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Resolutions,continued.. June's reads

I continue with my New Year's Resolution to read more books.  Last year I read, if I recall correctly, sixty-five books.  As of the end of June, I have managed to read thirty-three books, which is about the same pace as last year.  I had hoped to read many more than that  (in fact, I was hoping to read at least one hundred), but don't think I am going to manage that because of many things, not the least of which is The Project (the renovation of our new (old) house).  Having said that, June's reads are as follows:

  The Devil Went Down to Austin    by Rick Riordan

  The Catcher in the Rye                     by J.D. Salinger

  Charlie Wilson's War                        by George Crile

  The Last Song                                     by Nicholas Sparks

Once again, very diverse reads for me.  The Devil Went Down to Austin is the fourth Tres Navarre mystery. Tres is an English professor who also doubles as a private investigator.  Or vice versa, as Tres Navarre prefers the life of a private investigator, but teaching helps pay the bills.  In the fourth installment of this series, Tres is trying to figure out how his computer genius brother, Garrett, has managed to lose the family farm over the start-up of a specialized computer company.  Tres is also trying to solve the murders of his brother's co-workers to free Garrett from the suspicion of these murders. Like the other mysteries in this series, Tres manages to create some mayhem on his own while solving the murders.  They are enjoyable reads; thus I am about to read the next book, Southtown, in the series.

Next, I read The Catcher in the Rye by J.D. Salinger.  Unlike most high school and college students, I had never read this classic.  That is, until now.  It is definitely geared toward the angsty teen, a typical or not-so-typical coming-of-age novel.  Holden Caulfield is one unhappy teen, getting kicked out of one school after another.  He has his reasons and that is the gist of this novel--his ramblings of his life as he tells it to his psychiatrist post-breakdown. One of the more fascinating things was that I found out what the initials J.D. stand for--do you know?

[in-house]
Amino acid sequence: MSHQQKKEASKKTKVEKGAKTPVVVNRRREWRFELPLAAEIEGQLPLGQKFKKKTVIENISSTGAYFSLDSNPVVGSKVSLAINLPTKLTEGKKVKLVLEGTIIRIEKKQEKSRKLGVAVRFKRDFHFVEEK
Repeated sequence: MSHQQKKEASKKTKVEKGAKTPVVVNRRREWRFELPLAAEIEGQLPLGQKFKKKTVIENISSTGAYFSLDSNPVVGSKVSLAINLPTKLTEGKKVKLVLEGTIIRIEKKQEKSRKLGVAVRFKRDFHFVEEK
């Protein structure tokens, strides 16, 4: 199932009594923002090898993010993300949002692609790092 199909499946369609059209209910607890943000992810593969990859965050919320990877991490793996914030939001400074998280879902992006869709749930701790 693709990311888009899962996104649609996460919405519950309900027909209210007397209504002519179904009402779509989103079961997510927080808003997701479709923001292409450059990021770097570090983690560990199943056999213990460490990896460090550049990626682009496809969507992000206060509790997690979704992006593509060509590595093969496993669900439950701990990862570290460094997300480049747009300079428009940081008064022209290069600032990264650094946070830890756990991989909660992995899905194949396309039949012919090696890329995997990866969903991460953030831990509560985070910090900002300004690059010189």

Charlie Wilson's War by George Crile is a nonfiction book about the secret war waged by the CIA in Afghanistan during the invasion by Russia in the early eighties.  Moreover, it is the story of Charlie Wilson, a Congressman from Texas, who made it his top priority to fund the muhajideen to fight this war (and kill Communists). Charlie Wilson has the help of rogue CIA agent, Gust.  There are lots of facts and figures in the book (almost too many), and it is not an easy read for that reason.

After finishing the Crile book, I chose The Last Song by Nicholas Sparks. In a sense, it, too, is about teenage angst, but it is also the story of the love of a father for his children, despite their angst.  Ultimately, there is redemption for the father and his daughter, but there are also secrets and betrayals that must be overcome.  In my opinion, it is one of Sparks' better novels; it ranks right up there with The Notebook or A Walk to Remember.  

As July begins, I am reading several books including The Story of Edgar Sawtelle and An Acceptable Time.  I also have a bookcrossing book, The Help, that I need to start soon as there are others in the bookring who are waiting to read this one. With the Project continuing, I will still have less time to read, but I am still resolved to read more books.